Misguided policy with communal tinge

Misguided policy with communal tinge

There is no need for India to enforce a population policy centred around a coercive two-child norm

Assam Chief Minister Himanta Biswa Sarma. Credit: PTI File Photo

The proposals being pursued by two state governments to deny the benefits of welfare schemes to people with more than two children are wrong and unjust. Assam Chief Minister Himanta Biswa Sarma has said his government will gradually implement a two-child policy, linking it to welfare schemes. He also specifically mentioned Muslims in the context of the state’s policy. The Uttar Pradesh Law Commission is preparing a law that will limit welfare benefits to those with only two children. Both are BJP-ruled states. Assam has already implemented a wrong policy in the case of government jobs, by denying them to people with more than two children. Some states have made the two-child norm a condition for contesting elections to local bodies. Such linkages are based on a wrong understanding of population growth and amount to a denial of the civic and political rights of people. They also have a communal dimension.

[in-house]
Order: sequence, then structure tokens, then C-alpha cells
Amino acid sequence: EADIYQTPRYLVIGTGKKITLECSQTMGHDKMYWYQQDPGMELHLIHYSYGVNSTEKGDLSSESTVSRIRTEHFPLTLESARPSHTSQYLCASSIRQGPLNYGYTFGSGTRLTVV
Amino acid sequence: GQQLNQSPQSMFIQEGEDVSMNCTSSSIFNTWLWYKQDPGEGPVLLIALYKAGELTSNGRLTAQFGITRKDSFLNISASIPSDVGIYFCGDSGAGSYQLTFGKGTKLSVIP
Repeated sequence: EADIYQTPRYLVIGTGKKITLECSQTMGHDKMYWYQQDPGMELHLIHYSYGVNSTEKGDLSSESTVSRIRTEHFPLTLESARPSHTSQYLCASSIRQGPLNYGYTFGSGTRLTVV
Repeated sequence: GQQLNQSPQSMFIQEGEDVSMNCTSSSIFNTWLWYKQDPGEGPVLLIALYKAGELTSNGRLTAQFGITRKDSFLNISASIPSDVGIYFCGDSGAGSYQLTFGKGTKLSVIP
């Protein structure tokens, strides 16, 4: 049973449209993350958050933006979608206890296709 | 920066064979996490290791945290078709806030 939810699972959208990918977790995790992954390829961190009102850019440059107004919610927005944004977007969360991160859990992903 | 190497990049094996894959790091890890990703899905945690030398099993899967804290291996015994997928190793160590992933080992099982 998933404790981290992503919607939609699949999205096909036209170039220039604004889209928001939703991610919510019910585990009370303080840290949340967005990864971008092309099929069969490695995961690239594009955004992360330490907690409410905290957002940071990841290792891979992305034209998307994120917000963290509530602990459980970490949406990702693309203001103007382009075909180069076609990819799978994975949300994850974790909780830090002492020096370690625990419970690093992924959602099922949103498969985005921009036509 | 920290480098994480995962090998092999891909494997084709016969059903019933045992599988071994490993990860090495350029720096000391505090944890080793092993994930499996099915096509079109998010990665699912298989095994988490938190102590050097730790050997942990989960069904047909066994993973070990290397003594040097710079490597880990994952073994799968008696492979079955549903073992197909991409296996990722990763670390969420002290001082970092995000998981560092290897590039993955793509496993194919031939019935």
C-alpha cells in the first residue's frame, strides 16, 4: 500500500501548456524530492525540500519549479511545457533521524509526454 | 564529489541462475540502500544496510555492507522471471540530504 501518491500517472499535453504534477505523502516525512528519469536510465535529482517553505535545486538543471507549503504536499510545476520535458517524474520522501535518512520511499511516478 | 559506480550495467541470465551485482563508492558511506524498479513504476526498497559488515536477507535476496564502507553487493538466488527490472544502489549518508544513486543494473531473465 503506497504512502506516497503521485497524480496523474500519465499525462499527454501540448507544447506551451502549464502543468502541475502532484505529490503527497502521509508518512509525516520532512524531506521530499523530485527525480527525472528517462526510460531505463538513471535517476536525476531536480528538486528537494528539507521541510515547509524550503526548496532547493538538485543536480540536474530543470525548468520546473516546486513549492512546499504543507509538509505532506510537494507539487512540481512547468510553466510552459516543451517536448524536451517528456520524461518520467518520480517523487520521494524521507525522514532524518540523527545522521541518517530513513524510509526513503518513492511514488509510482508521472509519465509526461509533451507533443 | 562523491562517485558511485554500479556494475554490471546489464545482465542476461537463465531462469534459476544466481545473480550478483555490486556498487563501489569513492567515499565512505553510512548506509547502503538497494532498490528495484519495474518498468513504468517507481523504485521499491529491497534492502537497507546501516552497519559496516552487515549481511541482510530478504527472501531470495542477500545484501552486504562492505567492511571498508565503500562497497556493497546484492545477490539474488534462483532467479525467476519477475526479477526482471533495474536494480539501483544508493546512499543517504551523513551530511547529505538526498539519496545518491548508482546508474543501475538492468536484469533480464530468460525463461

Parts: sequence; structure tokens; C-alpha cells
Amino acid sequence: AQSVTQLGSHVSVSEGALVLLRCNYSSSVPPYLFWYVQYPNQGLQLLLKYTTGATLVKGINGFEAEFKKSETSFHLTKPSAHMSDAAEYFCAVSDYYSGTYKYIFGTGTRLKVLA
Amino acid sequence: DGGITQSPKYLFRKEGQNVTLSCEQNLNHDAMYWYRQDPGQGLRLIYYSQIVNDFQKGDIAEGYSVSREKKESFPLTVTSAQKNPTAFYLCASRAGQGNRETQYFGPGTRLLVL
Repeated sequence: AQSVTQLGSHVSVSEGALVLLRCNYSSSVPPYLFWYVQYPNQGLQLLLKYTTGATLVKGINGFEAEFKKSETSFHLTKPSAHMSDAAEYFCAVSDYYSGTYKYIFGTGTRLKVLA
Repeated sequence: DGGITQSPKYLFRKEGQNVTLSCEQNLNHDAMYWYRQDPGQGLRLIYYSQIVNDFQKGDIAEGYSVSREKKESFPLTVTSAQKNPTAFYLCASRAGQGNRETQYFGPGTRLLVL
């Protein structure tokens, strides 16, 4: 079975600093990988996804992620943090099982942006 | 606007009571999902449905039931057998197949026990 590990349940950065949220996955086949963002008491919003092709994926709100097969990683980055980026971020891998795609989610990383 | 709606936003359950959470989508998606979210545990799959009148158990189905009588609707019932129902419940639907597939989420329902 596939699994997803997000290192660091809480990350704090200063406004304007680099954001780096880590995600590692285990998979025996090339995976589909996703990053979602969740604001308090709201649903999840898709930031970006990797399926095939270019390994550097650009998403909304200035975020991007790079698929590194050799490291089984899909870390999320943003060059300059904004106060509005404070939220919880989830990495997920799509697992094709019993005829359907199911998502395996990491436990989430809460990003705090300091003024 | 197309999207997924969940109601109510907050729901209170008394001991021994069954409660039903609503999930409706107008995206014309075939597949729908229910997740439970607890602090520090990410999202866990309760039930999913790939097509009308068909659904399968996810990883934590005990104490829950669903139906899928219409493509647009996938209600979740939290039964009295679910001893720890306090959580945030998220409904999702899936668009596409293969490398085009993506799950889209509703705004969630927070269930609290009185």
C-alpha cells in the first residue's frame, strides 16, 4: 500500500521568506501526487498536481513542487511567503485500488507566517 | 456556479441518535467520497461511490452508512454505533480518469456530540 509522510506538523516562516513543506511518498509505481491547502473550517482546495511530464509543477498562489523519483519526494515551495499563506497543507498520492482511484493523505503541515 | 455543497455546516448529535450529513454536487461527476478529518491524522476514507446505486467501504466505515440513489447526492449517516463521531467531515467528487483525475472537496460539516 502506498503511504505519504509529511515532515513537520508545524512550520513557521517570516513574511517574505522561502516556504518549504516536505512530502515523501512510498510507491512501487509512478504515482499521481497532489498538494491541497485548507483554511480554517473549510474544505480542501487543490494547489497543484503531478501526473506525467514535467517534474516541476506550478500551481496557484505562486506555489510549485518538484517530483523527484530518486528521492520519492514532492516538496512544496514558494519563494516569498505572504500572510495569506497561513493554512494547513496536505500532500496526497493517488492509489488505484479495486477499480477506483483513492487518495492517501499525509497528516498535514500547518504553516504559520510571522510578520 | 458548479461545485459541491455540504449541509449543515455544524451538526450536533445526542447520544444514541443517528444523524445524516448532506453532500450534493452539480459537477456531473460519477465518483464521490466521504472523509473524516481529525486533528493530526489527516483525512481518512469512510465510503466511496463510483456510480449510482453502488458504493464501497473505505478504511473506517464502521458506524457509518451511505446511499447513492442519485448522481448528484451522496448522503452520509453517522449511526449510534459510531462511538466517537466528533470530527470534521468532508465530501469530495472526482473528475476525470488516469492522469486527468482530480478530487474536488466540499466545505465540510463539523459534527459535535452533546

There is no need for India to enforce a population policy centred around a coercive two-child norm. Population growth is no longer a matter of serious concern as it was in the last century. India’s population is likely to peak around 2050 and then to start declining. The Total Fertility Rate (TFR) has declined from 3.4 in 1992-93 to 2.2 in 2015-16, according to data from the National Family and Health Survey. The trend has been seen among all communities, including Hindus and Muslims. The decline is steeper for Muslims than for Hindus. In some states like Tamil Nadu and Andhra Pradesh, the TFR among Muslims is at or below the replacement level of 2.1, and in many other states it is close to that. Wherever the TFR level of Muslims is high, it is because of socio-economic reasons like poverty, low literacy and poor health facilities. The narrative of a runaway Muslim population outgrowing or disadvantaging the country’s Hindus is therefore wrong.

Even in times of high population growth, using the stick to control population is bad policy, with undesirable consequences. China relaxed its strict one-child policy five years ago and is now allowing three children in a family. The denial of jobs, welfare benefits and democratic rights with an intention to curb population growth is flawed policy and can harm the country. Such a policy will hit the poor, marginalised and less educated people who need these rights and benefits more than others. Improving the socio-economic conditions of the poor and backward sections of the population by investing in human capital, health and education is the best family welfare policy. The plans now being made by the two state governments are more about politics than about population.

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